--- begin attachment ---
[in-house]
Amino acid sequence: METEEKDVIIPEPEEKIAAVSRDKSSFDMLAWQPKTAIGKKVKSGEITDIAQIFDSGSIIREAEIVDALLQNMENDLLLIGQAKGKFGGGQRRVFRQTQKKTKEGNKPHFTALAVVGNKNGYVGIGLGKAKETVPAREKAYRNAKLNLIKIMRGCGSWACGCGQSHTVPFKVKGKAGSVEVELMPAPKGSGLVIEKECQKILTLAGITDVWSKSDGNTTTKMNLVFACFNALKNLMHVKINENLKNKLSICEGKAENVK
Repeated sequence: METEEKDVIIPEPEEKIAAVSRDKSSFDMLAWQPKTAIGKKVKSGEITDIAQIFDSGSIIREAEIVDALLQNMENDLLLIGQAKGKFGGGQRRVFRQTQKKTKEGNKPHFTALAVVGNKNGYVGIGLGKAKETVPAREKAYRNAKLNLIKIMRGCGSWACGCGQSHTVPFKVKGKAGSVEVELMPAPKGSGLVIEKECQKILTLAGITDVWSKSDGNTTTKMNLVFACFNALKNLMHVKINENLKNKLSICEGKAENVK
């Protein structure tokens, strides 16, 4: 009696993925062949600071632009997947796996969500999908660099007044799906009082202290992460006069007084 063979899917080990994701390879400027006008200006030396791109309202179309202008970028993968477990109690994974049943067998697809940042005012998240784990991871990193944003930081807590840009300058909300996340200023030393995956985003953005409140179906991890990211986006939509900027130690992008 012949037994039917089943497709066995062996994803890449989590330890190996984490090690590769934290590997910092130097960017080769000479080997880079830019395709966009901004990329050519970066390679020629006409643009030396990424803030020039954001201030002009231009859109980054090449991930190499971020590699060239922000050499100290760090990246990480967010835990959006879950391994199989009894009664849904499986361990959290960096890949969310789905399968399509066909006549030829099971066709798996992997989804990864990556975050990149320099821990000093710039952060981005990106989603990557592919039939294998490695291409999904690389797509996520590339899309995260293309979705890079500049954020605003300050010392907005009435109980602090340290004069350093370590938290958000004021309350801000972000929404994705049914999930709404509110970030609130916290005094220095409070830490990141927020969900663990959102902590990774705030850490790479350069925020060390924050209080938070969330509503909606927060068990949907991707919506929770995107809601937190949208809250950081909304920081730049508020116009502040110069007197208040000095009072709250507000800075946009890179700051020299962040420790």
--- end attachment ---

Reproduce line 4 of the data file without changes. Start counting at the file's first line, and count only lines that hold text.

């Protein structure tokens, strides 16, 4: 009696993925062949600071632009997947796996969500999908660099007044799906009082202290992460006069007084 063979899917080990994701390879400027006008200006030396791109309202179309202008970028993968477990109690994974049943067998697809940042005012998240784990991871990193944003930081807590840009300058909300996340200023030393995956985003953005409140179906991890990211986006939509900027130690992008 012949037994039917089943497709066995062996994803890449989590330890190996984490090690590769934290590997910092130097960017080769000479080997880079830019395709966009901004990329050519970066390679020629006409643009030396990424803030020039954001201030002009231009859109980054090449991930190499971020590699060239922000050499100290760090990246990480967010835990959006879950391994199989009894009664849904499986361990959290960096890949969310789905399968399509066909006549030829099971066709798996992997989804990864990556975050990149320099821990000093710039952060981005990106989603990557592919039939294998490695291409999904690389797509996520590339899309995260293309979705890079500049954020605003300050010392907005009435109980602090340290004069350093370590938290958000004021309350801000972000929404994705049914999930709404509110970030609130916290005094220095409070830490990141927020969900663990959102902590990774705030850490790479350069925020060390924050209080938070969330509503909606927060068990949907991707919506929770995107809601937190949208809250950081909304920081730049508020116009502040110069007197208040000095009072709250507000800075946009890179700051020299962040420790």